OLYMPIC gold medallist Melanie Schlanger says the Australian swim team will try hard to regain the public's trust after an independent review's slamming assessment of the squad's London campaign.
The Bluestone Review, conducted by Dr Pippa Grange and released yesterday, confirmed initial reports of disruptive behaviour and bullying within the swim team at the Games and described incidents there as "toxic".
Australia claimed just one gold medal in the pool in England, thanks to the women's 4x100m freestyle relay team.
Sunshine Coast product Schlanger, who anchored that relay, said the review's findings were expected and it highlighted "the fact we weren't a cohesive swim team over there".
"There's definitely things that have come out that we've all been aware of for a little while ... but until it is written down on paper and it's in your face it is an easy thing to brush aside," Schlanger said.
"But it (the review) is now in our face and we have to deal with it and that's something we will be doing."
The 26-year-old said the swimmers had already made some moves to improve the culture in the squad.
"I think the downfall for us in London was that we didn't really know each other," she said.
"We were all selected and spent about two or three days together and that was it. A lot of us were strangers and that's never going to be a good thing when you go to an Olympic Games.
"We've learned from that and we won't be making those mistakes again.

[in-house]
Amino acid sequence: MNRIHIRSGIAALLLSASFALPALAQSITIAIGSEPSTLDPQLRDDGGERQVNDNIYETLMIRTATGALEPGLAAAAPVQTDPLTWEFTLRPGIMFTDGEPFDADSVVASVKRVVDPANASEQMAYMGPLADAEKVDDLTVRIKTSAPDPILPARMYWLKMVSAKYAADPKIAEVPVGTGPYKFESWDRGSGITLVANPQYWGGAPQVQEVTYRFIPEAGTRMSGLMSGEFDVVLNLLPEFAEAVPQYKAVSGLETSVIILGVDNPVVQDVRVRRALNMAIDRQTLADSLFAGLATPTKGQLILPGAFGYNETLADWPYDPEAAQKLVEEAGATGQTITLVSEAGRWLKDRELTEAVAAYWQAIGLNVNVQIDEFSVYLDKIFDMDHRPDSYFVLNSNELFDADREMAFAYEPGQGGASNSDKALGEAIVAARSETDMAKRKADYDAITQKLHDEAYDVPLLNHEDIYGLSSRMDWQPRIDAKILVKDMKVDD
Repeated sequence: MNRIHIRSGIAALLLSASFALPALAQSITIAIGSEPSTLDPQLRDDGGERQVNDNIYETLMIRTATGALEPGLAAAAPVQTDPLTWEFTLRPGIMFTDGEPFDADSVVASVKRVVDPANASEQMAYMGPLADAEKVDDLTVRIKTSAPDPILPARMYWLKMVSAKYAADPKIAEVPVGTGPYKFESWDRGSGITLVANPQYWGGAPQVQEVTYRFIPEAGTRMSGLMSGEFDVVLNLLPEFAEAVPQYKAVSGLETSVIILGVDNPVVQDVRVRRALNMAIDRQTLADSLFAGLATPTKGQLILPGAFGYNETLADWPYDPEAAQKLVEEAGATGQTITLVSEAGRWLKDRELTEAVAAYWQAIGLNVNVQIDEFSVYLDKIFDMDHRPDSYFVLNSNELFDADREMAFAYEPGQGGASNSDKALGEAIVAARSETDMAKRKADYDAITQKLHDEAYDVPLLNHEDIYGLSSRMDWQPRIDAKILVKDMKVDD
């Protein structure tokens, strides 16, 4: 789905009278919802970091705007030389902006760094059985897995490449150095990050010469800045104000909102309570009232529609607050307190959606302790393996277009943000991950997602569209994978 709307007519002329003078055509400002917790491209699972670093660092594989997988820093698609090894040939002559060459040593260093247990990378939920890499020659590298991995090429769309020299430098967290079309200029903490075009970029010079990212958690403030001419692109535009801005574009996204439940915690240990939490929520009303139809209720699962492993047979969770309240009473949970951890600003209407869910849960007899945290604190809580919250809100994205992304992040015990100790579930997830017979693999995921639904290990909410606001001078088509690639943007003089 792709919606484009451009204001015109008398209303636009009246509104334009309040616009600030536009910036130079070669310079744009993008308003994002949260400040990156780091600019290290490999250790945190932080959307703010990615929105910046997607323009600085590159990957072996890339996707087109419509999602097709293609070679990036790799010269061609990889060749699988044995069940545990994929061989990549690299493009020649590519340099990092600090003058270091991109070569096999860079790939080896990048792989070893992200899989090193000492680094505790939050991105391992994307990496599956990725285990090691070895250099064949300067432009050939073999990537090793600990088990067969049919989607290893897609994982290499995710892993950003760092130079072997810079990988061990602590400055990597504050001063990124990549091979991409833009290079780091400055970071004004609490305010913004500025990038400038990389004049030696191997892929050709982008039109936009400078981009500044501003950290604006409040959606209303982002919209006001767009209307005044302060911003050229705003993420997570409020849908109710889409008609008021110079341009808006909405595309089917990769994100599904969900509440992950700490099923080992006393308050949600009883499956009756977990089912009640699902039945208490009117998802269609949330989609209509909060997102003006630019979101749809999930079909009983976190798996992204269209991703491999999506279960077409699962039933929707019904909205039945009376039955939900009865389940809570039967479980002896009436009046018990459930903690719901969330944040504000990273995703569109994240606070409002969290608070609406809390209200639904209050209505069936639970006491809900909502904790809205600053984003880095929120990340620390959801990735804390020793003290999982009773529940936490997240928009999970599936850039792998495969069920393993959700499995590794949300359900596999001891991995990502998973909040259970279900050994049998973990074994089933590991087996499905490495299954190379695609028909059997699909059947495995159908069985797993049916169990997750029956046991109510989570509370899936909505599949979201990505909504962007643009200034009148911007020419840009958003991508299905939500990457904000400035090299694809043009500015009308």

"Just in the last couple of months we have done a lot of things that will make up a team in the future, in terms of being a cohesive group and getting along."
After the Australian swim team converged on Perth in January for the lucrative Super Series, things took a turn for the positive.
"That was the first step in that direction," Schlanger said.
"I think everyone had a great time over there.
"We really did take ownership of getting to know each other a lot better. Then we followed it up with our national camp a couple of weeks later on the Gold Coast.
"We had 120 swimmers there, so that was great to get to know the younger swimmers and set that example for them so they know what sort of standard of behaviour is expected of them."
She acknowledged the sport had taken a battering in Australia but backed the national squad to earn the respect of the Australian public once again.
"Once we start performing at the level we expect of ourselves and set the example we expect of ourselves, that will lead to some changes in the perception of our team," she said.
"At this stage we don't deserve to be treated as a role model team because of our latest track record, but I think we have shown in the last couple of months we are taking that right step and we are changing and getting back to the swim team that Australians know and love."
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